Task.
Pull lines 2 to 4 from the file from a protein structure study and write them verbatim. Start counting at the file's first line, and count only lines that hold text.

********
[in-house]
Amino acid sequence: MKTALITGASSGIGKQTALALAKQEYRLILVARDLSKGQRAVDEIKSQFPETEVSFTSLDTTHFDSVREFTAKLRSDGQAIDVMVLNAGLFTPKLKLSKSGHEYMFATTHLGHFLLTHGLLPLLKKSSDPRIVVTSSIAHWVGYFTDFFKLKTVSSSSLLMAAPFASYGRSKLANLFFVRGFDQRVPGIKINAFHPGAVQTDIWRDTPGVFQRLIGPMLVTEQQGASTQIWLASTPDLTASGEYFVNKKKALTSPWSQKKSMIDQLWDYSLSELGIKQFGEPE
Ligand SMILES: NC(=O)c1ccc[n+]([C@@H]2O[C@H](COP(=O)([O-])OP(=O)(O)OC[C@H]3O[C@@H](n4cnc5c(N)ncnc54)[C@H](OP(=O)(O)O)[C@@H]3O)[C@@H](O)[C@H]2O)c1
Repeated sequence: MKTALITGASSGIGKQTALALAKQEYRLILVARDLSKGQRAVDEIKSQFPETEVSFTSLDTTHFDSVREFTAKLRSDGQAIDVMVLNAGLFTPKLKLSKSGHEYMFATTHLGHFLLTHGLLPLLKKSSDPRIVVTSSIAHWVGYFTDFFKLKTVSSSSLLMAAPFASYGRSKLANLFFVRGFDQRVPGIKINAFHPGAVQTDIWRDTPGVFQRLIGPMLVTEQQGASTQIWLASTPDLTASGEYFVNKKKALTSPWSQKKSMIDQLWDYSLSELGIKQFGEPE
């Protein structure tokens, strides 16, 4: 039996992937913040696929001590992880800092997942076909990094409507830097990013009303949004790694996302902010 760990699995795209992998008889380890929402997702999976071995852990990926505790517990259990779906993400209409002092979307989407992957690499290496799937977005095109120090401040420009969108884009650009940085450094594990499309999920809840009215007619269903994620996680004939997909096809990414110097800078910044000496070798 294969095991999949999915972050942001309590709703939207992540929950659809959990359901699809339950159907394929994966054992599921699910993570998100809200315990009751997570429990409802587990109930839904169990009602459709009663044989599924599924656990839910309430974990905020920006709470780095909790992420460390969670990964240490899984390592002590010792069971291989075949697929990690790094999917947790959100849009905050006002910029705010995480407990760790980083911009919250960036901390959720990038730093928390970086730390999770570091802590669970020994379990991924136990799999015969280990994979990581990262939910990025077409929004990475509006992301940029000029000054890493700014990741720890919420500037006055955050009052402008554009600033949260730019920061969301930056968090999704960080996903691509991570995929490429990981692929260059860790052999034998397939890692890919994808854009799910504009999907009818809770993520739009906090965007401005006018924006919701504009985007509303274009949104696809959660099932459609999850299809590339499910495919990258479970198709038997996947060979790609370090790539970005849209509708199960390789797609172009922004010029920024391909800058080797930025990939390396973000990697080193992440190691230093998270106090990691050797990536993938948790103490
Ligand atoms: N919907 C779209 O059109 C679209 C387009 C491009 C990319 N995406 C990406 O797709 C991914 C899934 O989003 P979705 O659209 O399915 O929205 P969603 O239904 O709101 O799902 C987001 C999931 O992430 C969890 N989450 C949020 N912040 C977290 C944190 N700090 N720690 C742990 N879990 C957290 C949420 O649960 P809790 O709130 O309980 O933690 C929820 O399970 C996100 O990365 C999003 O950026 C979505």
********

Amino acid sequence: MKTALITGASSGIGKQTALALAKQEYRLILVARDLSKGQRAVDEIKSQFPETEVSFTSLDTTHFDSVREFTAKLRSDGQAIDVMVLNAGLFTPKLKLSKSGHEYMFATTHLGHFLLTHGLLPLLKKSSDPRIVVTSSIAHWVGYFTDFFKLKTVSSSSLLMAAPFASYGRSKLANLFFVRGFDQRVPGIKINAFHPGAVQTDIWRDTPGVFQRLIGPMLVTEQQGASTQIWLASTPDLTASGEYFVNKKKALTSPWSQKKSMIDQLWDYSLSELGIKQFGEPE
Ligand SMILES: NC(=O)c1ccc[n+]([C@@H]2O[C@H](COP(=O)([O-])OP(=O)(O)OC[C@H]3O[C@@H](n4cnc5c(N)ncnc54)[C@H](OP(=O)(O)O)[C@@H]3O)[C@@H](O)[C@H]2O)c1
Repeated sequence: MKTALITGASSGIGKQTALALAKQEYRLILVARDLSKGQRAVDEIKSQFPETEVSFTSLDTTHFDSVREFTAKLRSDGQAIDVMVLNAGLFTPKLKLSKSGHEYMFATTHLGHFLLTHGLLPLLKKSSDPRIVVTSSIAHWVGYFTDFFKLKTVSSSSLLMAAPFASYGRSKLANLFFVRGFDQRVPGIKINAFHPGAVQTDIWRDTPGVFQRLIGPMLVTEQQGASTQIWLASTPDLTASGEYFVNKKKALTSPWSQKKSMIDQLWDYSLSELGIKQFGEPE